How a Spiritual Mentor Changed Yogi Berra’s Negative Thought Process

Photo from Yogi Berra Museum Instagram

How a Spiritual Mentor Changed Yogi Berra’s Negative Thought Process

By Movieguide® Staff

Note: This story is part of our Faith in Hollywood series. For similar stories, click here.

World War II veteran and three-time MLB MVP baseball player Yogi Berra was the brunt of negative reports and trash-talking fans and players. However, after 32 years in baseball, Berra said that it was life-changing not to focus on the negative.

“Ever since I’ve been in baseball—and that’s been over 32 years now—people have had a lot of fun at my expense. Sportswriters, fans, opposing players, and even some of my teammates, have kidded me about the way I look, the way I run, the way I talk, and things I say,” the New York Yankees catcher wrote in 1976. “Razzing players on the other team is part of baseball. So, when I was starting out in the minor leagues, the opposing players started hollering about how ‘ugly’ I was.”

However, things did not change when Berra got his big break in the major leagues with one of the winningest ball clubs in MLB history, the New York Yankees.

“After I began to catch for the New York Yankees, they called me Neanderthal Man. A writer wrote that my face looks like a ‘fallen soufflé.’ They called me a ‘comicstrip character’ because I liked to read comic books,” Berra said, adding that he was not athletic or tall like his teammates. “Others said I ‘didn’t look like a Yankee.’

“Every once in a while, someone will ask me, ‘Yogi, how do you keep going and doing so well while fans and players are always making fun of you? How do you keep from getting mad, nasty, resentful, rattled?’ Well, when I was getting started in baseball and they would holler stuff at me, I was trying too hard to prove I belonged in organized baseball to really take offense at it,” he added.

However, Berra confessed that the temptation to seek revenge or retaliate almost overtook him on a few occasions.

“It was after I had moved up to the Newark, New Jersey, Bears, the Yankees’ farm team in the International League. One afternoon, some guy in the stands behind our dugout lit into me every time I showed my face,” he recalled. “‘Hey, King Kong, who let you out of your cage?’ he yelled. ‘Go back to the tomato patch!’ ‘Berra, ya bum, you couldn’t get a hit with a paddle.’

“Why is it that guys like that always seem to have foghorn voices that can be heard all over the ball park? Some of our own men in the dugout started needling me. ‘Yogi, aren’t you going to go after him?’ they said. And, you know, once in a while a player will go right up in the stands after a fan, especially in the minors, if he just can’t take any more.”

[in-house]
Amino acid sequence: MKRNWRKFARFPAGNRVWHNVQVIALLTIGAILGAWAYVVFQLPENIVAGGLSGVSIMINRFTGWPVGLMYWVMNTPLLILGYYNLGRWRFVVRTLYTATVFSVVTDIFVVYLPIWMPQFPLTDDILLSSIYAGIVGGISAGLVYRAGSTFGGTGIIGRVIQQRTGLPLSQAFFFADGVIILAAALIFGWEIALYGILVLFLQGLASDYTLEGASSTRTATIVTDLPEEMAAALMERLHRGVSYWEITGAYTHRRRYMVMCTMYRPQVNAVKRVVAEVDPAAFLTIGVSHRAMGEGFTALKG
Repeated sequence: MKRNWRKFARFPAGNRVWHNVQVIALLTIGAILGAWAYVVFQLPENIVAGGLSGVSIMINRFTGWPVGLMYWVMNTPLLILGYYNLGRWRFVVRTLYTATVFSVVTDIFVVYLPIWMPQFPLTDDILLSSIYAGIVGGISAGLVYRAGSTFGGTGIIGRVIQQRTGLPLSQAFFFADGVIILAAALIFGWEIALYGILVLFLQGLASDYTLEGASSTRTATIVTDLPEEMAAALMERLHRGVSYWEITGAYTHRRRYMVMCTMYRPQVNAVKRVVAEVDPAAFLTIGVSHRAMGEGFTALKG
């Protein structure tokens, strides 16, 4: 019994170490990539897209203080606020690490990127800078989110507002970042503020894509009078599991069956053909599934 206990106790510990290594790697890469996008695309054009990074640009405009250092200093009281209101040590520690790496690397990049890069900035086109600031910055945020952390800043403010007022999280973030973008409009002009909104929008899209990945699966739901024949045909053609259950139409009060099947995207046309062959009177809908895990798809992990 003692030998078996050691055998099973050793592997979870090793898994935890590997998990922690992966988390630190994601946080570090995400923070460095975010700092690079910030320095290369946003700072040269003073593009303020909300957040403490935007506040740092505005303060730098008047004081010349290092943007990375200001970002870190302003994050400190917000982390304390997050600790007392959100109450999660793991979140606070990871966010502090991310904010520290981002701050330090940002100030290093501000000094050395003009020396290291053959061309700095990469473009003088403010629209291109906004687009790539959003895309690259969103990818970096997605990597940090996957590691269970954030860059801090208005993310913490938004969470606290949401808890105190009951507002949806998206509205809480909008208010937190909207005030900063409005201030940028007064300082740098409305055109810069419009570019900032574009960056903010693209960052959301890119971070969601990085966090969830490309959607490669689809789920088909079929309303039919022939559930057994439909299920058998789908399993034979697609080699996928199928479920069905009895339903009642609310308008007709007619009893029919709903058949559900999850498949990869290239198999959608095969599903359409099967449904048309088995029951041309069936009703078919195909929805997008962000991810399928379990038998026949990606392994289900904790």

However, Berra recalled the words and advice of a spiritual mentor, which allowed him to keep his cool.

“I wasn’t saying anything, but I was really burning. I was tense and gritting my teeth. I peeked around the corner of the dugout to try to pick that fellow out in the crowd. Then all of a sudden a quiet voice seemed to speak to me, and I recognized that voice. It was the voice of Father Charles Koester, a priest at my old neighborhood parish of St. Ambrose in St. Louis, who is also auxiliary bishop there. Father Koester is a great baseball fan who has been a valuable adviser to me all my life,” Berra said.

“Now I seemed to hear him saying, ‘What are you going to accomplish by trying to shut that man up or punching him in the nose? You’ll just start trouble and get yourself all riled up. You’re paid to get hits and call pitches, aren’t you—not to fight with people! Calm down and do your job!’” he added. “So I just made myself cool off. The next time up at bat I did get a hit, and we ended up winning the game.”

After that particular incident, Berra recalled that he never felt an urge to fight back against the negativity.

“After that day I was never again tempted to go after anyone who was being insulting to me, whether it was a fan, a player on the other team or a sportswriter getting some good copy by poking fun at me,” Berra said. “I just adopted the attitude that what people say about me, well, that’s their opinion. I have to satisfy myself with what I’m doing.”

He concluded: “It’s the same in life as it is in playing ball: If you let something get under your skin, you’ll never get the job done. As Father Koester would say, ‘Never let negative things that others say keep you from doing your best. And if your best isn’t good enough today, remember, you’ll come up to bat again tomorrow!’”


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